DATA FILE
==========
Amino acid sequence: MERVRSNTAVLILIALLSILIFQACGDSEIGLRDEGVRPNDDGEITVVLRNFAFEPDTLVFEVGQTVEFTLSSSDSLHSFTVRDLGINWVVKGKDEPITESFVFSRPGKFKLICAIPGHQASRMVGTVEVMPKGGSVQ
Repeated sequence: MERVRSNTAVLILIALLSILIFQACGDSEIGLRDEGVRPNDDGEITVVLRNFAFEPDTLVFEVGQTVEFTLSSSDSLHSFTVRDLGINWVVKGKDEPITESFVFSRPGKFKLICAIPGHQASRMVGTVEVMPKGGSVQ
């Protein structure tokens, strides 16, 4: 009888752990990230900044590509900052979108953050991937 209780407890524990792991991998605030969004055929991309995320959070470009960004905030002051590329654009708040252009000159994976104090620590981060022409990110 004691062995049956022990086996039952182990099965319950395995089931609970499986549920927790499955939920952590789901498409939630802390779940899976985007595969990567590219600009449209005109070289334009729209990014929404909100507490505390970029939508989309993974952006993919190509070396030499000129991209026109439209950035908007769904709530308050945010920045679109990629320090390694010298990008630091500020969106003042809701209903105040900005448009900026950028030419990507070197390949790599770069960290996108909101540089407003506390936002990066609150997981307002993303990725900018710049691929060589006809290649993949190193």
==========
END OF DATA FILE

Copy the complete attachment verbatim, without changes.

Amino acid sequence: MERVRSNTAVLILIALLSILIFQACGDSEIGLRDEGVRPNDDGEITVVLRNFAFEPDTLVFEVGQTVEFTLSSSDSLHSFTVRDLGINWVVKGKDEPITESFVFSRPGKFKLICAIPGHQASRMVGTVEVMPKGGSVQ
Repeated sequence: MERVRSNTAVLILIALLSILIFQACGDSEIGLRDEGVRPNDDGEITVVLRNFAFEPDTLVFEVGQTVEFTLSSSDSLHSFTVRDLGINWVVKGKDEPITESFVFSRPGKFKLICAIPGHQASRMVGTVEVMPKGGSVQ
């Protein structure tokens, strides 16, 4: 009888752990990230900044590509900052979108953050991937 209780407890524990792991991998605030969004055929991309995320959070470009960004905030002051590329654009708040252009000159994976104090620590981060022409990110 004691062995049956022990086996039952182990099965319950395995089931609970499986549920927790499955939920952590789901498409939630802390779940899976985007595969990567590219600009449209005109070289334009729209990014929404909100507490505390970029939508989309993974952006993919190509070396030499000129991209026109439209950035908007769904709530308050945010920045679109990629320090390694010298990008630091500020969106003042809701209903105040900005448009900026950028030419990507070197390949790599770069960290996108909101540089407003506390936002990066609150997981307002993303990725900018710049691929060589006809290649993949190193």